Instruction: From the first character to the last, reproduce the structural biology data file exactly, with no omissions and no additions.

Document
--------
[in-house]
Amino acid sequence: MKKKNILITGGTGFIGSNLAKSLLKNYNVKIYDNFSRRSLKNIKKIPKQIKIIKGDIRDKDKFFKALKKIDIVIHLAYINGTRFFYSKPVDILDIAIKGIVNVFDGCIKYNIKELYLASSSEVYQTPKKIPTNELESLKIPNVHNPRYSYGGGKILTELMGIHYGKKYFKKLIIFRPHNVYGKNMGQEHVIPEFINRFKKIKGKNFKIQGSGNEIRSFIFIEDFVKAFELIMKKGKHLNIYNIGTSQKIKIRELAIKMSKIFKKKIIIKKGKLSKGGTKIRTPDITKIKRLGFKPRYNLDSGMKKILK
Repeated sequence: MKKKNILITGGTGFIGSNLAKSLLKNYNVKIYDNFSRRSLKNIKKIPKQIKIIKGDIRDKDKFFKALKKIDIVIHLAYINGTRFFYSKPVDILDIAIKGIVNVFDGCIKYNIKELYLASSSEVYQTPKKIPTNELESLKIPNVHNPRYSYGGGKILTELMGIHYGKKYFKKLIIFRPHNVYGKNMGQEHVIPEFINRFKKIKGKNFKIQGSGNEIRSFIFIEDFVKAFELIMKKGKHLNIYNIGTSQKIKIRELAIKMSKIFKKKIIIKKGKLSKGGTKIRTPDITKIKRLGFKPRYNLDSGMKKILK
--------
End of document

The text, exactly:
[in-house]
Amino acid sequence: MKKKNILITGGTGFIGSNLAKSLLKNYNVKIYDNFSRRSLKNIKKIPKQIKIIKGDIRDKDKFFKALKKIDIVIHLAYINGTRFFYSKPVDILDIAIKGIVNVFDGCIKYNIKELYLASSSEVYQTPKKIPTNELESLKIPNVHNPRYSYGGGKILTELMGIHYGKKYFKKLIIFRPHNVYGKNMGQEHVIPEFINRFKKIKGKNFKIQGSGNEIRSFIFIEDFVKAFELIMKKGKHLNIYNIGTSQKIKIRELAIKMSKIFKKKIIIKKGKLSKGGTKIRTPDITKIKRLGFKPRYNLDSGMKKILK
Repeated sequence: MKKKNILITGGTGFIGSNLAKSLLKNYNVKIYDNFSRRSLKNIKKIPKQIKIIKGDIRDKDKFFKALKKIDIVIHLAYINGTRFFYSKPVDILDIAIKGIVNVFDGCIKYNIKELYLASSSEVYQTPKKIPTNELESLKIPNVHNPRYSYGGGKILTELMGIHYGKKYFKKLIIFRPHNVYGKNMGQEHVIPEFINRFKKIKGKNFKIQGSGNEIRSFIFIEDFVKAFELIMKKGKHLNIYNIGTSQKIKIRELAIKMSKIFKKKIIIKKGKLSKGGTKIRTPDITKIKRLGFKPRYNLDSGMKKILK